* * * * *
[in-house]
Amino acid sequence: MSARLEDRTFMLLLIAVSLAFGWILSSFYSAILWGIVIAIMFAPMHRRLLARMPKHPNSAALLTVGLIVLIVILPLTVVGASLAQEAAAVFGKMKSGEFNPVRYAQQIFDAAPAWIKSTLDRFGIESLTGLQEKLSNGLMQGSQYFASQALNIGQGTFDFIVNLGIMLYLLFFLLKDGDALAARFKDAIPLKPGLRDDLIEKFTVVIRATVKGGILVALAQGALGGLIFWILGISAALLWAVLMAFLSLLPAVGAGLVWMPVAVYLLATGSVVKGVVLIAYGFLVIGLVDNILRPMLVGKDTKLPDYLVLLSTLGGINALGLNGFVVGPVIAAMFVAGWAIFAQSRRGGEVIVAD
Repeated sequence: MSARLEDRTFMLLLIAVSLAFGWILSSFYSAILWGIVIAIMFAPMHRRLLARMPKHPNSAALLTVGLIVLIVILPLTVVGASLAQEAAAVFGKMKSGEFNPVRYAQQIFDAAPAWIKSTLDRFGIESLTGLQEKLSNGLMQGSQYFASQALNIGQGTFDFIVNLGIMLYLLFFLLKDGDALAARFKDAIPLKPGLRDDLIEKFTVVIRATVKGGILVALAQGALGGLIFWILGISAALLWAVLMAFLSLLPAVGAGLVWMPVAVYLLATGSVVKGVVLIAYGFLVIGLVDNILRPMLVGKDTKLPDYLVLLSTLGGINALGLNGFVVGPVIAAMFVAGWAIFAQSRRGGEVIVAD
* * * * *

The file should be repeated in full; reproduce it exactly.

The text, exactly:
[in-house]
Amino acid sequence: MSARLEDRTFMLLLIAVSLAFGWILSSFYSAILWGIVIAIMFAPMHRRLLARMPKHPNSAALLTVGLIVLIVILPLTVVGASLAQEAAAVFGKMKSGEFNPVRYAQQIFDAAPAWIKSTLDRFGIESLTGLQEKLSNGLMQGSQYFASQALNIGQGTFDFIVNLGIMLYLLFFLLKDGDALAARFKDAIPLKPGLRDDLIEKFTVVIRATVKGGILVALAQGALGGLIFWILGISAALLWAVLMAFLSLLPAVGAGLVWMPVAVYLLATGSVVKGVVLIAYGFLVIGLVDNILRPMLVGKDTKLPDYLVLLSTLGGINALGLNGFVVGPVIAAMFVAGWAIFAQSRRGGEVIVAD
Repeated sequence: MSARLEDRTFMLLLIAVSLAFGWILSSFYSAILWGIVIAIMFAPMHRRLLARMPKHPNSAALLTVGLIVLIVILPLTVVGASLAQEAAAVFGKMKSGEFNPVRYAQQIFDAAPAWIKSTLDRFGIESLTGLQEKLSNGLMQGSQYFASQALNIGQGTFDFIVNLGIMLYLLFFLLKDGDALAARFKDAIPLKPGLRDDLIEKFTVVIRATVKGGILVALAQGALGGLIFWILGISAALLWAVLMAFLSLLPAVGAGLVWMPVAVYLLATGSVVKGVVLIAYGFLVIGLVDNILRPMLVGKDTKLPDYLVLLSTLGGINALGLNGFVVGPVIAAMFVAGWAIFAQSRRGGEVIVAD